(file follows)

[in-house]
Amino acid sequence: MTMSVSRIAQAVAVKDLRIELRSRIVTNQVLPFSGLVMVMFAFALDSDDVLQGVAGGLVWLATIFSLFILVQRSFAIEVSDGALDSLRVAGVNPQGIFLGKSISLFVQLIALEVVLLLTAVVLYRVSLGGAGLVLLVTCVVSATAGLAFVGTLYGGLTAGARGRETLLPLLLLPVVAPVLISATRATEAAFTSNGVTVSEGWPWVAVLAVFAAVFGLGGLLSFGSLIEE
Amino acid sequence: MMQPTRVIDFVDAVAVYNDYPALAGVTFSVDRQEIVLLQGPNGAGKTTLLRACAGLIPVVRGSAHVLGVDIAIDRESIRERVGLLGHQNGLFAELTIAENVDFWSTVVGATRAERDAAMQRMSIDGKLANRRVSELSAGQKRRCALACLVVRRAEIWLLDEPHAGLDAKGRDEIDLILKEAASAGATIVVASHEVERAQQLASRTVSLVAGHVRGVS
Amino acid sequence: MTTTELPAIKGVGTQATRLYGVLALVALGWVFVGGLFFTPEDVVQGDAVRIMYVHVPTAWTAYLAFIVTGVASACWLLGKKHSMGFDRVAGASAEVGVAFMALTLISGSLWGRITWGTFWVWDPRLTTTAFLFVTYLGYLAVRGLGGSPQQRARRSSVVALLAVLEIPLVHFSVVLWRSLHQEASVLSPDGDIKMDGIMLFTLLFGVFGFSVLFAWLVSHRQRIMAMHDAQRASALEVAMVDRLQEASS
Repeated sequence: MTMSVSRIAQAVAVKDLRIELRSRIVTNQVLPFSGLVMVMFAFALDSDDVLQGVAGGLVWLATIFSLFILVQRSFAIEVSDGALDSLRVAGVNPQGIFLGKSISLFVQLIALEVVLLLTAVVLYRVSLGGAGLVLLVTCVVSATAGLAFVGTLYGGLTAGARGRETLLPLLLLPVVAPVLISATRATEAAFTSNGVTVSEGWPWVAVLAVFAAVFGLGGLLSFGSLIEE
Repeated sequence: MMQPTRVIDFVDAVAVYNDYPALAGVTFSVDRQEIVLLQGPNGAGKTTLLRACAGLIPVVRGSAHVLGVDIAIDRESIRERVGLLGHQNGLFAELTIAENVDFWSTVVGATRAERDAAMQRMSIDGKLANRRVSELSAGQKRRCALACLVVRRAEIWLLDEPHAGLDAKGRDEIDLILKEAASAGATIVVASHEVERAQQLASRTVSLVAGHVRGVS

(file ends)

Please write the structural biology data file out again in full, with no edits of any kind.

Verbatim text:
[in-house]
Amino acid sequence: MTMSVSRIAQAVAVKDLRIELRSRIVTNQVLPFSGLVMVMFAFALDSDDVLQGVAGGLVWLATIFSLFILVQRSFAIEVSDGALDSLRVAGVNPQGIFLGKSISLFVQLIALEVVLLLTAVVLYRVSLGGAGLVLLVTCVVSATAGLAFVGTLYGGLTAGARGRETLLPLLLLPVVAPVLISATRATEAAFTSNGVTVSEGWPWVAVLAVFAAVFGLGGLLSFGSLIEE
Amino acid sequence: MMQPTRVIDFVDAVAVYNDYPALAGVTFSVDRQEIVLLQGPNGAGKTTLLRACAGLIPVVRGSAHVLGVDIAIDRESIRERVGLLGHQNGLFAELTIAENVDFWSTVVGATRAERDAAMQRMSIDGKLANRRVSELSAGQKRRCALACLVVRRAEIWLLDEPHAGLDAKGRDEIDLILKEAASAGATIVVASHEVERAQQLASRTVSLVAGHVRGVS
Amino acid sequence: MTTTELPAIKGVGTQATRLYGVLALVALGWVFVGGLFFTPEDVVQGDAVRIMYVHVPTAWTAYLAFIVTGVASACWLLGKKHSMGFDRVAGASAEVGVAFMALTLISGSLWGRITWGTFWVWDPRLTTTAFLFVTYLGYLAVRGLGGSPQQRARRSSVVALLAVLEIPLVHFSVVLWRSLHQEASVLSPDGDIKMDGIMLFTLLFGVFGFSVLFAWLVSHRQRIMAMHDAQRASALEVAMVDRLQEASS
Repeated sequence: MTMSVSRIAQAVAVKDLRIELRSRIVTNQVLPFSGLVMVMFAFALDSDDVLQGVAGGLVWLATIFSLFILVQRSFAIEVSDGALDSLRVAGVNPQGIFLGKSISLFVQLIALEVVLLLTAVVLYRVSLGGAGLVLLVTCVVSATAGLAFVGTLYGGLTAGARGRETLLPLLLLPVVAPVLISATRATEAAFTSNGVTVSEGWPWVAVLAVFAAVFGLGGLLSFGSLIEE
Repeated sequence: MMQPTRVIDFVDAVAVYNDYPALAGVTFSVDRQEIVLLQGPNGAGKTTLLRACAGLIPVVRGSAHVLGVDIAIDRESIRERVGLLGHQNGLFAELTIAENVDFWSTVVGATRAERDAAMQRMSIDGKLANRRVSELSAGQKRRCALACLVVRRAEIWLLDEPHAGLDAKGRDEIDLILKEAASAGATIVVASHEVERAQQLASRTVSLVAGHVRGVS